Although the Baba 40 was never conceived as a racing machine, Airloom has been raced successfully ever since her launch in 1986. The boat does have some modifications, principally to the rig, which to begin with is 4.5' higher than the standard. This added height was designed by the same Bob Perry that designed the boat originally, and brings the total sail area up to approximately 1300 Sq. Ft. Additionally, Airloom carries a number of standard symmetrical spinnakers which further add to the off- wind total by up to 887 Sq. Ft. (Spinnaker -1762 sq. ft. minus Jib-875 sq. ft.)

Other modifications made specifically to provide incremental improvements in performance include:

Flush through hull fittings Adjustable backstay tensioner Full-length battened mainsail Sailing instruments (i.e.. Wind direction/speed, VMG, Kts, etc.) Larger Primary plus secondary winches Dolphin striker (to allow for tighter backstay/forestay) Strengthened mainsheet traveler Spinnaker pole and running rigging/gear Running backstays

PHRF Handicap Rating
Airloom is technically viewed as a "cutter rig", although she is typically sailed as a sloop, with the staysail reserved for "number 3" conditions, usually for winds exceeding 30 kts. Otherwise, the boat is equipped and rated with a 130% genoa, and feathering propeller. She is assigned a PHRF rating of 164. This rating, and the computations that were used to determine it, have changed little since her initial rating was applied in 1986, other than to make necessary adjustments for the addition of a spinnaker.

Editor's note: Since Airloom is the only Baba 40 to be rated in the Northwest, it's rig dimensions for a number of years appeared in the official PHRF record as " Baba 40-1 standard". This administrative error was corrected in 2005 by clarifying the designation for Airloom as a Baba 40-2, with no effect on the actual as-sailed dimensions or rating. This clarification will serve to keep things fair for other Baba 40-1 owners, should any decide to ever have their boat's rated.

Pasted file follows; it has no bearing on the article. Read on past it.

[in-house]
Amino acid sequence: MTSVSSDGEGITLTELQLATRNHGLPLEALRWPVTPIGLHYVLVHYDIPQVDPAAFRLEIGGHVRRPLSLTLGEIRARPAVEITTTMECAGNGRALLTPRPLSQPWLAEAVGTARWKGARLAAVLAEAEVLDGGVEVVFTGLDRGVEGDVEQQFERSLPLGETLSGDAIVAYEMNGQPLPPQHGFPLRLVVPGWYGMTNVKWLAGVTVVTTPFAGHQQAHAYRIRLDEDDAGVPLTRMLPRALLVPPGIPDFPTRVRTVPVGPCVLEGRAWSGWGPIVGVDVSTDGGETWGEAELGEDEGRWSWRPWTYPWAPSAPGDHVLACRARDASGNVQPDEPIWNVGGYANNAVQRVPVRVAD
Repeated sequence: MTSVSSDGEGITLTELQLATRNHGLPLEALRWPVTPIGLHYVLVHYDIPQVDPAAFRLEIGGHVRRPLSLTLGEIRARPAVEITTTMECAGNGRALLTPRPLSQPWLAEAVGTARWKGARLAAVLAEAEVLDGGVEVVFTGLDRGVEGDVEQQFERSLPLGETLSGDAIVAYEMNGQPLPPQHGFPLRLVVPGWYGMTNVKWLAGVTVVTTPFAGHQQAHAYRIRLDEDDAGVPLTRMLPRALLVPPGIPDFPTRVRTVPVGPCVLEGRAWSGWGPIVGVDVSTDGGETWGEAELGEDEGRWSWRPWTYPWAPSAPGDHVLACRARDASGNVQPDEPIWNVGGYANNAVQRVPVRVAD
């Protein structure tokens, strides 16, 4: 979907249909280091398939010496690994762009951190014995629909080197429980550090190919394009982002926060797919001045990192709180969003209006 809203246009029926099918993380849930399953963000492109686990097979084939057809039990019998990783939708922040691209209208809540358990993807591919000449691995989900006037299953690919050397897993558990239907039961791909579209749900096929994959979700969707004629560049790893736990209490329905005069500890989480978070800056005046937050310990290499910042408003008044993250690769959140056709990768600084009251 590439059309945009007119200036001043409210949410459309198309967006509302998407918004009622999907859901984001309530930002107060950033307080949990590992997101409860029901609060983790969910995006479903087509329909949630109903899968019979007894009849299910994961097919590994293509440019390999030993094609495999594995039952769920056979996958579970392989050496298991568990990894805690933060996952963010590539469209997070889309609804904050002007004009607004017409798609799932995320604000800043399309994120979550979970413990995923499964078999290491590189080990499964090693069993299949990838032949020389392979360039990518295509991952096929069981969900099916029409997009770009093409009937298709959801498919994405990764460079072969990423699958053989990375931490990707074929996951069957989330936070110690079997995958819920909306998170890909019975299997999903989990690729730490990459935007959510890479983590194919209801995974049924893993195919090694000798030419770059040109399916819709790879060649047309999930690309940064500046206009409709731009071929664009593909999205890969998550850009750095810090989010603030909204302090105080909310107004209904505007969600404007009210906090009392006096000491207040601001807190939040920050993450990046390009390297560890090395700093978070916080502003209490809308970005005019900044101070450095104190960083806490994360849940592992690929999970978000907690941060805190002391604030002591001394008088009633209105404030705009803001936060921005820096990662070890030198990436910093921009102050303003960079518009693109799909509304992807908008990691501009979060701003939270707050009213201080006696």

Sailing Characteristics
Since Airloom is essentially a full keel design displacing 30.000 lbs, a competitive strategy is fairly straight forward; avoid all but the most necessary course changes. Up wind, this means as few tacks as possible, and down wind choose rumb line courses. Light air demands painstaking attention to keep the boat moving. Once she looses way, you're done. Since her weatherly performance infrequently matches her competitors, she is seldom the first boat to the whether mark. As a result, her down wind speed becomes essential, and often carries her to victory, provided the skipper adheres to the most fundamental rule of geometry; the shortest distance between two points is a straight line.

Crew Protocol
As for the ship's company, we always strive to keep fun as our top priority, and although all aboard will agree that winning can be fun, it's even more important to stay friends at the end of the day. For this reason we try to keep things light and cheerful, with a minimum of fussing and fighting. Each person is expected to perform the duties commensurate with their assigned position. Aggressive intervention by others is frowned upon, and constructive coaching is encouraged all 'round. All this, and a healthy dose of humor and good cheer wins the day, and sometimes the race too.